ISPH Investigator Hongbin Zhang awarded NIH R21 grant

March 3, 2020

ISPH Investigator and CUNY SPH Assistant Professor Hongbin Zhang was awarded an R21 grant from the National Institute of Health to work with the New York City Department of Health and Mental Hygiene (DOHMH) developing a change-point model on the timing of anti-retroviral treatment (ART) initiation after HIV diagnosis.

The primary goal of public health efforts to control HIV epidemics is to diagnose and treat people as soon as possible after infection. The timing of the first ART treatment after HIV diagnosis is therefore an important population-level indicator of the effectiveness of HIV care programs and policies at local and national levels. However, there are no population-based estimates of the timeliness of ART initiation in the US because data on the timing of ART initiation cannot feasibly and efficiently be collected as part of routine jurisdictional HIV surveillance activities.

Zhang and team will develop a statistical model for the estimation of the timing of ART initiation following HIV diagnosis using routinely collected, population-based data on laboratory tests from all persons diagnosed with HIV infection from the DOHMH. The model will be validated with antiretroviral therapy prescription information, and the methods will be disseminated through a free software package for use by health departments, public health practitioners, and policymakers. The method and software will be strategically important in influencing policies and programs to expand access to HIV prevention and treatment services and to monitor and inform the ending of HIV epidemics at the local and national level.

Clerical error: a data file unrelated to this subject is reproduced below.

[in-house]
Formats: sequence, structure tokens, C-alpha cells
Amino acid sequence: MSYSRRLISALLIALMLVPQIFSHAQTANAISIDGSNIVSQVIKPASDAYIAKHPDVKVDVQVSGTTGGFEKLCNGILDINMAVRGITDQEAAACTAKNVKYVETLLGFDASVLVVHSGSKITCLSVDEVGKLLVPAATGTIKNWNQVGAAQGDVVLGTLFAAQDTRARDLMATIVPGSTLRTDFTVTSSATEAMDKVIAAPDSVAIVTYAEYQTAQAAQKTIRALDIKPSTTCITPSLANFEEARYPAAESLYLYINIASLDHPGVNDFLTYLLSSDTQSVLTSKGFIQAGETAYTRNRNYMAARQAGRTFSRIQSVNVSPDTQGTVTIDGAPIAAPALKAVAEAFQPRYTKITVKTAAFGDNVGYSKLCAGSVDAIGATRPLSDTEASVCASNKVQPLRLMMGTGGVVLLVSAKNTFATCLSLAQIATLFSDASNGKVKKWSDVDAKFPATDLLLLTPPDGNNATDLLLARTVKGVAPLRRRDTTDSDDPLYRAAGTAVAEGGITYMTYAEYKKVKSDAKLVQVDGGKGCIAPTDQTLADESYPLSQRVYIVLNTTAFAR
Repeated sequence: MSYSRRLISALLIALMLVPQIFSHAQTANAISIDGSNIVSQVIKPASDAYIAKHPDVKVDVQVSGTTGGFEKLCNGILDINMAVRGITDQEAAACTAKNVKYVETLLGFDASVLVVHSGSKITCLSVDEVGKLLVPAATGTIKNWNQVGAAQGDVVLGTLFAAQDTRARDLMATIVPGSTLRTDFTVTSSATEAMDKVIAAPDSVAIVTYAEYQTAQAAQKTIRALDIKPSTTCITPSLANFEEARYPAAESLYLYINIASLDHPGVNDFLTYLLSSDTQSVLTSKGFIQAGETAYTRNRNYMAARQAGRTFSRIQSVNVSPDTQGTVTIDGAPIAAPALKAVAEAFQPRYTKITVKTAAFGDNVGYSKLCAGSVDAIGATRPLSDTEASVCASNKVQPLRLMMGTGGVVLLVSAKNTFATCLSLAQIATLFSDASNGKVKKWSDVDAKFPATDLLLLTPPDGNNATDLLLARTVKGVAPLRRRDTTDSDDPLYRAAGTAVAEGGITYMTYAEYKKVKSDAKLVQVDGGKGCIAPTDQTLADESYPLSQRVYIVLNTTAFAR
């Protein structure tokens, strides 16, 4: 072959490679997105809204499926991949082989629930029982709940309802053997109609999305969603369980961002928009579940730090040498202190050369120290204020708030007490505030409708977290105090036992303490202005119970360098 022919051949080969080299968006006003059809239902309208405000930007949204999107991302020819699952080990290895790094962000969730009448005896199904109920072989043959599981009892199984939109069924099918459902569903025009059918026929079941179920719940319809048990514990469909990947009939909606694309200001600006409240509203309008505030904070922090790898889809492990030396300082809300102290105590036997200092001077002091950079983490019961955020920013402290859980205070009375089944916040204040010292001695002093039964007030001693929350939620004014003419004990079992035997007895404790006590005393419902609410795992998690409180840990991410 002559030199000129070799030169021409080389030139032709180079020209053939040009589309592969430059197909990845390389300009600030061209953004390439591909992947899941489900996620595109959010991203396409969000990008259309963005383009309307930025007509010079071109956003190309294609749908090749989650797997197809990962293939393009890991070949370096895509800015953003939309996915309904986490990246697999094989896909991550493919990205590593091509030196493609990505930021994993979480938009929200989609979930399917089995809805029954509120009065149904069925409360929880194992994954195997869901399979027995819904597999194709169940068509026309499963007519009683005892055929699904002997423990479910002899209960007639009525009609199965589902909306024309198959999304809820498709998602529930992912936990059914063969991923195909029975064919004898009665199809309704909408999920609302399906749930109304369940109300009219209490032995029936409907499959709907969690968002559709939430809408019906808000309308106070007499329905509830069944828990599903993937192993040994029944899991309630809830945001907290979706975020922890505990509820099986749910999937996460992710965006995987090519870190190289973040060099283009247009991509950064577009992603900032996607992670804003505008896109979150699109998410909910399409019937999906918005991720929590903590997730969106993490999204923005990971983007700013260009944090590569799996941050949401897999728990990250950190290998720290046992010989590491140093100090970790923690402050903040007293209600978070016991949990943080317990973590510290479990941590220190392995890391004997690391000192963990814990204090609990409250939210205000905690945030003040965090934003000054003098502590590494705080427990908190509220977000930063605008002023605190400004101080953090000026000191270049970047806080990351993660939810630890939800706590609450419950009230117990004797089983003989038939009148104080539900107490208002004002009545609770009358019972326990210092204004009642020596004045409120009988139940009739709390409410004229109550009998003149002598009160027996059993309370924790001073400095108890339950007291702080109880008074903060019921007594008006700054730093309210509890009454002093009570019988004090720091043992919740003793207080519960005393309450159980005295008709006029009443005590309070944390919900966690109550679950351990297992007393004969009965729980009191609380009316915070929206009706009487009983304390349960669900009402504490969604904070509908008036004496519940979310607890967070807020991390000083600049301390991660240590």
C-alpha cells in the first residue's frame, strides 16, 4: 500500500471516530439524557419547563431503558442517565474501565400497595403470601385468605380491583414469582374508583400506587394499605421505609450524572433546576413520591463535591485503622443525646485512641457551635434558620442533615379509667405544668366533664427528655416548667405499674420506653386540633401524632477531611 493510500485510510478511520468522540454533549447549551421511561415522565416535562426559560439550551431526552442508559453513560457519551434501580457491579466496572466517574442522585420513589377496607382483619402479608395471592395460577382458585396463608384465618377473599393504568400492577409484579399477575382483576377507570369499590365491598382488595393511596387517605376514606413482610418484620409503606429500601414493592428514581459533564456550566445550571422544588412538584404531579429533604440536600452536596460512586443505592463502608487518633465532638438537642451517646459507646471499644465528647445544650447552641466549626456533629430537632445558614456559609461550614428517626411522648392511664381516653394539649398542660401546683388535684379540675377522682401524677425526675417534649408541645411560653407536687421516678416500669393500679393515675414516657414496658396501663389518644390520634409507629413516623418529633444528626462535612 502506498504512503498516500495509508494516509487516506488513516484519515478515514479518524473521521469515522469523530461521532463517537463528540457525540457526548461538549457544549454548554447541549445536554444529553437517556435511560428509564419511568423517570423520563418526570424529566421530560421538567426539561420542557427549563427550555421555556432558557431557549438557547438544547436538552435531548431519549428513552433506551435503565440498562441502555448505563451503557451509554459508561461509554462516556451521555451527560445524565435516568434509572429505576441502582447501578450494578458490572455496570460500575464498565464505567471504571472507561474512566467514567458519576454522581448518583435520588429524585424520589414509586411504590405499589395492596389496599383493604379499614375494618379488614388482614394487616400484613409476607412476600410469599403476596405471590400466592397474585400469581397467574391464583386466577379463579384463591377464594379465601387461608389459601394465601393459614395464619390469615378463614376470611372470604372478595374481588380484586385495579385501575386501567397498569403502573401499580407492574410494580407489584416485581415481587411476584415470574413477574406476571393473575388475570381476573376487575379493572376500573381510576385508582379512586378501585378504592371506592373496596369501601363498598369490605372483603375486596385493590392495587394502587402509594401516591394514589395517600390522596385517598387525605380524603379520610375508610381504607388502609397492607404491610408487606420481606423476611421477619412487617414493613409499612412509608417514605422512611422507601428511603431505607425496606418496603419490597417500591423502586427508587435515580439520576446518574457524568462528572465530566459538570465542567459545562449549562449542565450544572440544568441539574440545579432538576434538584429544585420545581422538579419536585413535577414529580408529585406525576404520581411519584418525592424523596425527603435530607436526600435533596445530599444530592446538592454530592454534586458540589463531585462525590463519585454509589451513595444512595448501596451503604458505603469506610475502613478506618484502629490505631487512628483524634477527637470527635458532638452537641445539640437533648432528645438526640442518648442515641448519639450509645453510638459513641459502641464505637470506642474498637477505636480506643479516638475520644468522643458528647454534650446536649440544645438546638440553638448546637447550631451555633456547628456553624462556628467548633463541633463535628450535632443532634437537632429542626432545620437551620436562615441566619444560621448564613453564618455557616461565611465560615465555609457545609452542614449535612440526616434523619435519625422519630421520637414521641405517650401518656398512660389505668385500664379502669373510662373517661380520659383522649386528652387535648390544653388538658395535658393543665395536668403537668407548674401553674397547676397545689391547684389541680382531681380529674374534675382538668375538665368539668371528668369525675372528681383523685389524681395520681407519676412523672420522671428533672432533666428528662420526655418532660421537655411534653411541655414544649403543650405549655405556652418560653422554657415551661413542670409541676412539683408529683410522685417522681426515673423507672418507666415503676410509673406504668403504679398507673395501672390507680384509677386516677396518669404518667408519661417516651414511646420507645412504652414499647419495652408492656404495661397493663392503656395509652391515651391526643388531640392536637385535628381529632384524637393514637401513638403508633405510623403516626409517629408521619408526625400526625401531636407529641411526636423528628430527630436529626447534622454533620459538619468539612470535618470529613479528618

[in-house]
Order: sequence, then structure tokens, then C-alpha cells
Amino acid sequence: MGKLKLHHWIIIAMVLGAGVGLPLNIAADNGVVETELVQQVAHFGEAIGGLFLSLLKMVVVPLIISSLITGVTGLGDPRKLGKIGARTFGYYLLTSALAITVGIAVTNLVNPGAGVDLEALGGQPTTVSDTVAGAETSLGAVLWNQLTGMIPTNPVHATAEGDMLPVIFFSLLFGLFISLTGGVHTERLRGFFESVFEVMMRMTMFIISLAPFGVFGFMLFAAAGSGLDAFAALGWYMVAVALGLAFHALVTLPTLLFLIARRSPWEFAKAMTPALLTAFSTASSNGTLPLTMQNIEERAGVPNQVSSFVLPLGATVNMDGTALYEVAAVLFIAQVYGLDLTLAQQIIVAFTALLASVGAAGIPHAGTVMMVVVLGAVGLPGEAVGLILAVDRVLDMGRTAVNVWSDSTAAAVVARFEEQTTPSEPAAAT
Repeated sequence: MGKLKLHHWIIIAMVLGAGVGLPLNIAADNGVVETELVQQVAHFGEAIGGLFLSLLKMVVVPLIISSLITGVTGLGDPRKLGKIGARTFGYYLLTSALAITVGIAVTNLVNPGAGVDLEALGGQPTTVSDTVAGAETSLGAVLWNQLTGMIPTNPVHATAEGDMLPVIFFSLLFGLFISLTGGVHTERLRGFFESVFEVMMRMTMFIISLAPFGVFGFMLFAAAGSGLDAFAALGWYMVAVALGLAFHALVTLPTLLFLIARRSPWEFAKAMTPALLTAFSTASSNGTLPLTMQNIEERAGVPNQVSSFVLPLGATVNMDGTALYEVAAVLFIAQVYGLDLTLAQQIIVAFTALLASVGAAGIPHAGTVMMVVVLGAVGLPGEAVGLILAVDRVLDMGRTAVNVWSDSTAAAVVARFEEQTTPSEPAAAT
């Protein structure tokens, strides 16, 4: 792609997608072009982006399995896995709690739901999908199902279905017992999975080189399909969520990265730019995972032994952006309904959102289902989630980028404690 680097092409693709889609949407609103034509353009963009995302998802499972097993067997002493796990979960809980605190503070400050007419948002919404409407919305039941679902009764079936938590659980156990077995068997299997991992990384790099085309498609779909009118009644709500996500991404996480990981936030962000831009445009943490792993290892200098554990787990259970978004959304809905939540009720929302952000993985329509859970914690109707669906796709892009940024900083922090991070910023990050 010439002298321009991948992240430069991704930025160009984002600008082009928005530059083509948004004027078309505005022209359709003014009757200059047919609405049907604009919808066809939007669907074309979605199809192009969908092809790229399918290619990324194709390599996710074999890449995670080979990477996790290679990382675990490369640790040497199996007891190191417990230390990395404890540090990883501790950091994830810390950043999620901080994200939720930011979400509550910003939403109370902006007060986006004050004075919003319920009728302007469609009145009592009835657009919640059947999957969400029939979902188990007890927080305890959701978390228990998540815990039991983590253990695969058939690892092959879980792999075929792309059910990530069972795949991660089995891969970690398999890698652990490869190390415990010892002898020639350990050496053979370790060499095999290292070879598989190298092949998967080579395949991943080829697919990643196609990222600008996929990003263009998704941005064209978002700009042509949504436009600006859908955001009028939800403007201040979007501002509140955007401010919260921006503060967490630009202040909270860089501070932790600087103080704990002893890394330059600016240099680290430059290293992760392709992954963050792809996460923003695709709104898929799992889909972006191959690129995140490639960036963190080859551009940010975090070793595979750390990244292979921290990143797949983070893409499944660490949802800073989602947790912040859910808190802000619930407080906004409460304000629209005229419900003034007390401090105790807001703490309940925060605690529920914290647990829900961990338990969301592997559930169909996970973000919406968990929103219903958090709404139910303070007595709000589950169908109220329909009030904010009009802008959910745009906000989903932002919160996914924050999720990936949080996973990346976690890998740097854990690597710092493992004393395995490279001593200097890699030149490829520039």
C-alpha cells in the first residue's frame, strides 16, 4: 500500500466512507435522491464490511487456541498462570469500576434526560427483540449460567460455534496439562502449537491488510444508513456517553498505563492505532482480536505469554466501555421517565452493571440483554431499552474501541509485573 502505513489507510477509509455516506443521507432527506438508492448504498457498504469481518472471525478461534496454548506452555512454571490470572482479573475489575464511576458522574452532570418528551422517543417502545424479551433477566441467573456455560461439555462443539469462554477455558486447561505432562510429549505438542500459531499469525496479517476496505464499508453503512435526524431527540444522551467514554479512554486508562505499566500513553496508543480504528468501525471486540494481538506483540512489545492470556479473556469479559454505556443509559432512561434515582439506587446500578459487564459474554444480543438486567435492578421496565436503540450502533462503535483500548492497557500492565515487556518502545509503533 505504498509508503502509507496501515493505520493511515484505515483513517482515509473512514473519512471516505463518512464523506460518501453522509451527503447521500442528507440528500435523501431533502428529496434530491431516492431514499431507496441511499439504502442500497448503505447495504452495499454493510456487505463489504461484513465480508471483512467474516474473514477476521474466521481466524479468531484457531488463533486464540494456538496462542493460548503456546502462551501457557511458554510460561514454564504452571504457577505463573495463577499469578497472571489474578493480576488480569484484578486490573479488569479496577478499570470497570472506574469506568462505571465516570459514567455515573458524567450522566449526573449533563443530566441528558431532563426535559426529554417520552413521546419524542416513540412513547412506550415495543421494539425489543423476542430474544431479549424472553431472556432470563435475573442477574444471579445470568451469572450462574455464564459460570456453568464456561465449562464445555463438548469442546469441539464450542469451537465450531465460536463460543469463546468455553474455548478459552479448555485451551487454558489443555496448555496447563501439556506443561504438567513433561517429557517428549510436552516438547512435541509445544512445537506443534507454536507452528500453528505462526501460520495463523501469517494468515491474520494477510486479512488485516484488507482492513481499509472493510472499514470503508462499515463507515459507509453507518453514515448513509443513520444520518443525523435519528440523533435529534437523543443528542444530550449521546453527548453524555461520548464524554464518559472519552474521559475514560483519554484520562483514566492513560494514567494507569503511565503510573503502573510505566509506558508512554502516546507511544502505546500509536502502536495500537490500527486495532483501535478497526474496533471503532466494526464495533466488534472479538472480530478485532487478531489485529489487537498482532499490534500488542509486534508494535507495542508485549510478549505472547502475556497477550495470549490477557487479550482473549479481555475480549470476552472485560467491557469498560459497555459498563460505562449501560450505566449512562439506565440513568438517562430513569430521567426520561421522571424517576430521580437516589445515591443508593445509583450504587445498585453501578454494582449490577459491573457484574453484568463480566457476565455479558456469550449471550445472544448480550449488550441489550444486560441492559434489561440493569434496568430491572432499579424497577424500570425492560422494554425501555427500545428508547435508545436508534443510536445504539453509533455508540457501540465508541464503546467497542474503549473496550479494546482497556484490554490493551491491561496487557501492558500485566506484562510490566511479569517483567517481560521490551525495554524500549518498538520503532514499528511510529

The proposal’s initial efforts were supported by Dean Ayman El-Mohandes’ Mentored Research Grant with Distinguished Professor and ISPH Executive Director Denis Nash as mentor, now a co-investigator on the project, together with Associate Professor Levi Waldron who will provide insights on R package development. The study was motived by a pioneer work led by Dr. Sarah Braunstein at the DOHMH. Zhang will extend the work by bringing in statistical thinking and new statistical methods.

“It is quite exciting,” Zhang says of the opportunity. “The change point based methods we are going to develop will use longitudinal viral load data to optimize the estimation of ART initiation timing by detecting a time point that induces a change to the underlying biological process.”

About the Institute for Implementation Science in Population Health at the City University of New York
The CUNY Institute for Implementation Science in Population Health (ISPH) was founded on the notion that substantial improvements in population health can be efficiently achieved through better implementation of existing strategies, policies, and interventions across multiple sectors. We study how to translate and scale-up evidence-based interventions and policies within clinical and community settings in order to improve population health and reduce health disparities. CUNY ISPH. Pursing population health gains through better implementation. www.cunyisph.org. Follow us on Twitter: @CUNYISPH.

About the CUNY Graduate School of Public Health and Health Policy
The CUNY Graduate School of Public Health and Health Policy (CUNY SPH) is committed to teaching, research and service that creates a healthier New York City and helps promote equitable, efficient and evidence-based solutions to pressing health problems facing cities around the world. For more information, visit sph.cuny.edu.

Published with permission from the original.

Hongbin Zhang
Team